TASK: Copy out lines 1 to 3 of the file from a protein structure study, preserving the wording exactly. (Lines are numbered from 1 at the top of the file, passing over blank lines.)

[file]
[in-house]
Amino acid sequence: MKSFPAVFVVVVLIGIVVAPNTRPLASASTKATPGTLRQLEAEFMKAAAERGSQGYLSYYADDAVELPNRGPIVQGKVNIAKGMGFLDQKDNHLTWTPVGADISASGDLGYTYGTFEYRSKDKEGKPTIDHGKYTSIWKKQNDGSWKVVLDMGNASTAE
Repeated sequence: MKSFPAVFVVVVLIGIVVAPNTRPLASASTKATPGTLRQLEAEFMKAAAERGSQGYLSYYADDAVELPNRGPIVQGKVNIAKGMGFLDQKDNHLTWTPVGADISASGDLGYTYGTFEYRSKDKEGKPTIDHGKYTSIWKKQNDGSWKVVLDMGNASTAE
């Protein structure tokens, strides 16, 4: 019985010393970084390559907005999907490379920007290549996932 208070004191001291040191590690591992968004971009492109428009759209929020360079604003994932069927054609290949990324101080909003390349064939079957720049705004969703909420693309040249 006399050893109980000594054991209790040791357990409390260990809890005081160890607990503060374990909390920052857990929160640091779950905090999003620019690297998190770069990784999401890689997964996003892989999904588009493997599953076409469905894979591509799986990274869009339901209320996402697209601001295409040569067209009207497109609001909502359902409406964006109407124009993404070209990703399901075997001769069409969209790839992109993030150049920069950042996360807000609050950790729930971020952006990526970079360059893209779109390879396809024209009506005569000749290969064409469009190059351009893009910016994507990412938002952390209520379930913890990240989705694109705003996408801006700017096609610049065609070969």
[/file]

[in-house]
Amino acid sequence: MKSFPAVFVVVVLIGIVVAPNTRPLASASTKATPGTLRQLEAEFMKAAAERGSQGYLSYYADDAVELPNRGPIVQGKVNIAKGMGFLDQKDNHLTWTPVGADISASGDLGYTYGTFEYRSKDKEGKPTIDHGKYTSIWKKQNDGSWKVVLDMGNASTAE
Repeated sequence: MKSFPAVFVVVVLIGIVVAPNTRPLASASTKATPGTLRQLEAEFMKAAAERGSQGYLSYYADDAVELPNRGPIVQGKVNIAKGMGFLDQKDNHLTWTPVGADISASGDLGYTYGTFEYRSKDKEGKPTIDHGKYTSIWKKQNDGSWKVVLDMGNASTAE